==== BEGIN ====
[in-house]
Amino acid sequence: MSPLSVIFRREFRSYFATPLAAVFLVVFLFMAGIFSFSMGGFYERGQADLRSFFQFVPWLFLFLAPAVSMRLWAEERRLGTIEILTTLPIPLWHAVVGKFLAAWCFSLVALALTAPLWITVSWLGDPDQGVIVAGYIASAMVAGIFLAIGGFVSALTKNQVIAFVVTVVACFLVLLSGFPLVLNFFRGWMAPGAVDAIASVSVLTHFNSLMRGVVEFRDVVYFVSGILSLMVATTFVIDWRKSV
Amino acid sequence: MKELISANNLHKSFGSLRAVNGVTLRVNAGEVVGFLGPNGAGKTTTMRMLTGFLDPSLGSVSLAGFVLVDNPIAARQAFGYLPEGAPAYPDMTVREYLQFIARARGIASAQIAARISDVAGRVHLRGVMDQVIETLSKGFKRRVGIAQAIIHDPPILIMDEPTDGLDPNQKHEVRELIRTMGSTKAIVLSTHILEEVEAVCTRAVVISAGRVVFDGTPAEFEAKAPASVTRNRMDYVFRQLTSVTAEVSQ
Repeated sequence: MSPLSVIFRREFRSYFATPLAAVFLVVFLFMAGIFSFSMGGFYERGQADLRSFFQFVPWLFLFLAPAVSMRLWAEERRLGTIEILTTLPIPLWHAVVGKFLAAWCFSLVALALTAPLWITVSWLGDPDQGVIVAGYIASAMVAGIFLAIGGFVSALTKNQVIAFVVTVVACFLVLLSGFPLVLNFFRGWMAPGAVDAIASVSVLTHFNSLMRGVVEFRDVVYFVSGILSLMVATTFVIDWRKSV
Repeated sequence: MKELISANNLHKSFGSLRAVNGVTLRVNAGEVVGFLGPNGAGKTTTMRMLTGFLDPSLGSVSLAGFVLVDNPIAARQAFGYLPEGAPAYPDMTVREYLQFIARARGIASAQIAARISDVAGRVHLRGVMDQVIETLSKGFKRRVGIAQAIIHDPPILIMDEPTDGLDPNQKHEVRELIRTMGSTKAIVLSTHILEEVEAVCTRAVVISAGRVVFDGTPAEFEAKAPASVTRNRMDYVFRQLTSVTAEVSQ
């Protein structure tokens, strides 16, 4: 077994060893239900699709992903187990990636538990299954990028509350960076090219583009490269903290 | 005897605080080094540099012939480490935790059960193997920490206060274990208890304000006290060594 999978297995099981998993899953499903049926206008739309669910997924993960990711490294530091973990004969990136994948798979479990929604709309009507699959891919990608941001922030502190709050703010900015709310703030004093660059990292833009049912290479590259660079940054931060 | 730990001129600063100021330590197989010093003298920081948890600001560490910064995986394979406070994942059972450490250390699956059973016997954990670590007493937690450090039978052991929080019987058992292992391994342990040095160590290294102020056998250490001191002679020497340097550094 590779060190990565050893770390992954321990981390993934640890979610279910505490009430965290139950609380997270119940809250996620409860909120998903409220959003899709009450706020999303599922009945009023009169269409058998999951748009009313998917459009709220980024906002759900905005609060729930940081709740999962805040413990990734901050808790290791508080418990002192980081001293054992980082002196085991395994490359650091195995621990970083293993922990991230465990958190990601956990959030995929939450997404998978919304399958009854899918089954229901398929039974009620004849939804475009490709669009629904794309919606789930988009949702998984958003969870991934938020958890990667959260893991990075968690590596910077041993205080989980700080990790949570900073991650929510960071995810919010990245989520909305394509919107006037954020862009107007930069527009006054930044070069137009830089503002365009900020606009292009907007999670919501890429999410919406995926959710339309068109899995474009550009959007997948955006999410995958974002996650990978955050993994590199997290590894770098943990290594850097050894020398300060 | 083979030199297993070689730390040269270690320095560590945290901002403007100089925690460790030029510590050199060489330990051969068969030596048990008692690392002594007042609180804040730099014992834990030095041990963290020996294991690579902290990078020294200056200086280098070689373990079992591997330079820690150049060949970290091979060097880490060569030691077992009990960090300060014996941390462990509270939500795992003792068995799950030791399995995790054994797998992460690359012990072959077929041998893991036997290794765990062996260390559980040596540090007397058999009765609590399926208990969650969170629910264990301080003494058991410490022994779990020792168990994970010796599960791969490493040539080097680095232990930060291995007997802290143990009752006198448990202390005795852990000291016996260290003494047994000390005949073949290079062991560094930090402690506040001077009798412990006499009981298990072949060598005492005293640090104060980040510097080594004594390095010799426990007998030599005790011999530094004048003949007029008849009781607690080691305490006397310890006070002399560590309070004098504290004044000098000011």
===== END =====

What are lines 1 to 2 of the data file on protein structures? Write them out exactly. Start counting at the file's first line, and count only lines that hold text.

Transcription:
[in-house]
Amino acid sequence: MSPLSVIFRREFRSYFATPLAAVFLVVFLFMAGIFSFSMGGFYERGQADLRSFFQFVPWLFLFLAPAVSMRLWAEERRLGTIEILTTLPIPLWHAVVGKFLAAWCFSLVALALTAPLWITVSWLGDPDQGVIVAGYIASAMVAGIFLAIGGFVSALTKNQVIAFVVTVVACFLVLLSGFPLVLNFFRGWMAPGAVDAIASVSVLTHFNSLMRGVVEFRDVVYFVSGILSLMVATTFVIDWRKSV